We woke up early at Webb Camp. It was definitely the luxury camping experience. We each had a cot with a proper mattress, clean sheets, wool blankets and a heavy futon like blanket that was probably six inches thick. They even threw in a hot water bottle. We needed all of them, the hot water bottle included, and it was so cold that we asked for two hot water bottles the next night.

We had our own private bathroom out behind the tent. This included a siphon flush toilet - just add water - and an outdoor shower. There was also a bowl and pitcher of water for washing up. That was frozen over by morning. We were at over 12,000 feet above sea level, and it was cold out. The tent was around freezing in the morning and the camp was set up facing west. That meant that the sun wasn't going to reach us until it had risen over the hills surrounding the east side of the camp.

We settled in for breakfast and watched the sun rise, the shadow of the mountains sweeping across the plain to our west. It was dark and cold, but there was a brazier in the dining tent, hot coffee and a hot breakfast. We had a view of the waterfall, Fincha Habera. We watched as the shadow crept closer and closer to us. Eventually, it lit up the falls. By the time breakfast was over the sun had reached our tent. The frost on the tent was was melting.

We went out for a walk. We descended to the base of the waterfall, crossed a stream and headed south. We left the protected river canyon and were soon heading across the plain with its scrub vegetation and distant mountains.

Our camp in early morning shadow

The waterfall in shadow

A broader view

The sun rises

The sun on the distant mountains

The waterfall in sunlight

A warthog

White collar dove

The Webb or Web or Weyib River

The plains

Life on the rocks

River valley


Geese and goslings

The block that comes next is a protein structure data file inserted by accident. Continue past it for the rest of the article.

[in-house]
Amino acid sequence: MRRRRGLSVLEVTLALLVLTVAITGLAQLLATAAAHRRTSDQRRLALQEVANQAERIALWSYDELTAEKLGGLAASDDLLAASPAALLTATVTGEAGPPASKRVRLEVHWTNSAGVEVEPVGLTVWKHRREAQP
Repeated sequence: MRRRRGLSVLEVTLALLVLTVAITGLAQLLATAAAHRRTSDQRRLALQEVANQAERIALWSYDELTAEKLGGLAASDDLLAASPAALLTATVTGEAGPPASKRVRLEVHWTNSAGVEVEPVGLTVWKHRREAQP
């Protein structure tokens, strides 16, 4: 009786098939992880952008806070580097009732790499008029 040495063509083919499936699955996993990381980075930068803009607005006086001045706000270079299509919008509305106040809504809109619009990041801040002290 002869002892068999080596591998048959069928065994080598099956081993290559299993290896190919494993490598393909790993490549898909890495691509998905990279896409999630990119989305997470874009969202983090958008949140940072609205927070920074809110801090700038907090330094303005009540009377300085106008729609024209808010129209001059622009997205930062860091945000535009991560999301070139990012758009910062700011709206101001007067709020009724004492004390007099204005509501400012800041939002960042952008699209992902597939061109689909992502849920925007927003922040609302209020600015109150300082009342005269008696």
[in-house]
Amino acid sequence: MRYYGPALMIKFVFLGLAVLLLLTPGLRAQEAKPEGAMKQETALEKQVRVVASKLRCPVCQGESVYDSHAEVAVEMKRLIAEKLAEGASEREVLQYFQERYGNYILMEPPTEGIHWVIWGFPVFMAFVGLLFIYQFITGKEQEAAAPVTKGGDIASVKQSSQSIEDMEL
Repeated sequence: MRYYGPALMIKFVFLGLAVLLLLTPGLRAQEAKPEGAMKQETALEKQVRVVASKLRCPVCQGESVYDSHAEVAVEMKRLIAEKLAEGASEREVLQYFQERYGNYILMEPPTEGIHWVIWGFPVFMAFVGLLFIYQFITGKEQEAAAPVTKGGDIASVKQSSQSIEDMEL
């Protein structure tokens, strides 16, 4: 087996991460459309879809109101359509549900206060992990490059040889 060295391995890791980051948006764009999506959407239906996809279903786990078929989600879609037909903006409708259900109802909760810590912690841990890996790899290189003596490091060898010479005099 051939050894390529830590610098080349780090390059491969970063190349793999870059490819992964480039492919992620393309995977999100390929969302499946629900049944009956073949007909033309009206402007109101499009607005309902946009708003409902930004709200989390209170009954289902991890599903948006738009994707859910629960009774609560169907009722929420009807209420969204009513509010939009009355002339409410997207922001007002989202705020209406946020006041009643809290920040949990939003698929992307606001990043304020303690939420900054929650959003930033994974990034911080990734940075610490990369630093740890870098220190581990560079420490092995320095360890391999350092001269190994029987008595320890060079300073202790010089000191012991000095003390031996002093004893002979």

More river and mountains

Plant life

Wide open space

Keywords: ethiopia

12/02 - Webb Camp - Day One - Part Two

We kept our eyes open for wildlife, but there was lots to see right at our feet and off in the far distance. For example, there were spider webs over holes in the ground. Those holes were made by grass rats and turned into excellent traps for eight legged predators.

There were also red wolves. We only saw them in the distance. They were beautiful creatures. They mainly hunted smaller animals, like those incredibly useful grass rats and elusive giant mole rats. The wolves didn't bother the cattle who were grazing on the plains. In fact, we were told they use the cattle like stalking horses to hide their scent and lull their prey into a false sense of security.

We spent hours walking across the plain, now and then climbing up to a rise, then down into a valley. Then we saw a distinctive silhouette in the rocks above. It was a nyala, an antelope, and we were to see many more of them.

Hiking the plains

A spider web

Another web

A red wolf, the smaller animal, not the cow

Another red wolf

Natural rock art

Plains and canyons

Plant life

More plant life

Shrubs and flowers

Another close up

Yet another red wolf

That red wolf again

An eagle

At our feet

A distinctive silhouette

A nyala

Another glimpse of the river

Another view across the plain

Keywords: ethiopia

12/01 - Webb Camp - Day One - Part Three

We kept on going for a good long while. The air might have been thin, but it was cool, moist and invigorating. The plain was green and wide open, and there was always something else to see. Eventually, though, we tired and made our way back to the waterfall and our camp.

Yet another eaglee

Purple flowers in the green

The Webb River

Another river view as we returned

And yet another

Back to the waterfall

An eagle near our camp

Keywords: ethiopia

November 2019December 2019 January 2020